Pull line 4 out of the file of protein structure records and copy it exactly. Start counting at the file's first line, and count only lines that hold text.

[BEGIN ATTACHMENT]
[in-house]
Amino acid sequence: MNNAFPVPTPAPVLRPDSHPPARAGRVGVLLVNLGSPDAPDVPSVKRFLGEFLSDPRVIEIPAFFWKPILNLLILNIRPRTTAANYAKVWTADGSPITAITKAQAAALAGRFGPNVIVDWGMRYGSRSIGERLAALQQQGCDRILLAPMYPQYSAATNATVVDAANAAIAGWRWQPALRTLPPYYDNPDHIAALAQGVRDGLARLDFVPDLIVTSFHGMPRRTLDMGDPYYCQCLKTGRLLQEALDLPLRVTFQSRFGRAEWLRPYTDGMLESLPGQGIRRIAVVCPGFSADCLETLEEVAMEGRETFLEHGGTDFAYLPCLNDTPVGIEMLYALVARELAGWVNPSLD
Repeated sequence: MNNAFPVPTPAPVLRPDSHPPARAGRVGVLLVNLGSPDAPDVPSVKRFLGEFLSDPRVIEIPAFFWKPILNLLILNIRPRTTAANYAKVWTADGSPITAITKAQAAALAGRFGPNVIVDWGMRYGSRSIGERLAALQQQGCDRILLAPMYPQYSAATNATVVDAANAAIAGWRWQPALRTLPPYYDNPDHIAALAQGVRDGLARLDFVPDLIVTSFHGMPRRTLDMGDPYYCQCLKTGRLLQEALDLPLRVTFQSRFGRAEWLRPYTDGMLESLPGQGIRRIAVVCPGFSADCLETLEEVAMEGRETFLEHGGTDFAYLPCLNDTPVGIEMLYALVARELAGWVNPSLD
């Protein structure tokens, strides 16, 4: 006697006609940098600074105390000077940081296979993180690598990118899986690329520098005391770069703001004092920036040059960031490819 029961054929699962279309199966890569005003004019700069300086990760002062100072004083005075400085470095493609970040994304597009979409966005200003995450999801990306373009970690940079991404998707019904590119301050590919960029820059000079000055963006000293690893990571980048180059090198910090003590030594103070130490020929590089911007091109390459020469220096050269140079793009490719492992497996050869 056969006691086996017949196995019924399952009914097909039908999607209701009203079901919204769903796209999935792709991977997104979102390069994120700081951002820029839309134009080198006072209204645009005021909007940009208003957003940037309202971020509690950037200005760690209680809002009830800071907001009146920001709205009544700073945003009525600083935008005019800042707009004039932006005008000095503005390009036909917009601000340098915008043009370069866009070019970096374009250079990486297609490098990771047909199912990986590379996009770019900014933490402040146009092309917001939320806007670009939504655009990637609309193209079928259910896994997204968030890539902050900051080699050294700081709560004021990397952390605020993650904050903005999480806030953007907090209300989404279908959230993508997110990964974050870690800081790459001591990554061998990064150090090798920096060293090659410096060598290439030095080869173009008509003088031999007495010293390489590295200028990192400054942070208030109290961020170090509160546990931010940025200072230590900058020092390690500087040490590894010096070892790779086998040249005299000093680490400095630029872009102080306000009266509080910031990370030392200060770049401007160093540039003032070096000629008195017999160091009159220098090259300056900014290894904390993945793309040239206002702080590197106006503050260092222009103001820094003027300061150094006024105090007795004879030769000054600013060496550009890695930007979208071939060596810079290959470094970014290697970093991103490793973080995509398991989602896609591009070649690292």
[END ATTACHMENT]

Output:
């Protein structure tokens, strides 16, 4: 006697006609940098600074105390000077940081296979993180690598990118899986690329520098005391770069703001004092920036040059960031490819 029961054929699962279309199966890569005003004019700069300086990760002062100072004083005075400085470095493609970040994304597009979409966005200003995450999801990306373009970690940079991404998707019904590119301050590919960029820059000079000055963006000293690893990571980048180059090198910090003590030594103070130490020929590089911007091109390459020469220096050269140079793009490719492992497996050869 056969006691086996017949196995019924399952009914097909039908999607209701009203079901919204769903796209999935792709991977997104979102390069994120700081951002820029839309134009080198006072209204645009005021909007940009208003957003940037309202971020509690950037200005760690209680809002009830800071907001009146920001709205009544700073945003009525600083935008005019800042707009004039932006005008000095503005390009036909917009601000340098915008043009370069866009070019970096374009250079990486297609490098990771047909199912990986590379996009770019900014933490402040146009092309917001939320806007670009939504655009990637609309193209079928259910896994997204968030890539902050900051080699050294700081709560004021990397952390605020993650904050903005999480806030953007907090209300989404279908959230993508997110990964974050870690800081790459001591990554061998990064150090090798920096060293090659410096060598290439030095080869173009008509003088031999007495010293390489590295200028990192400054942070208030109290961020170090509160546990931010940025200072230590900058020092390690500087040490590894010096070892790779086998040249005299000093680490400095630029872009102080306000009266509080910031990370030392200060770049401007160093540039003032070096000629008195017999160091009159220098090259300056900014290894904390993945793309040239206002702080590197106006503050260092222009103001820094003027300061150094006024105090007795004879030769000054600013060496550009890695930007979208071939060596810079290959470094970014290697970093991103490793973080995509398991989602896609591009070649690292």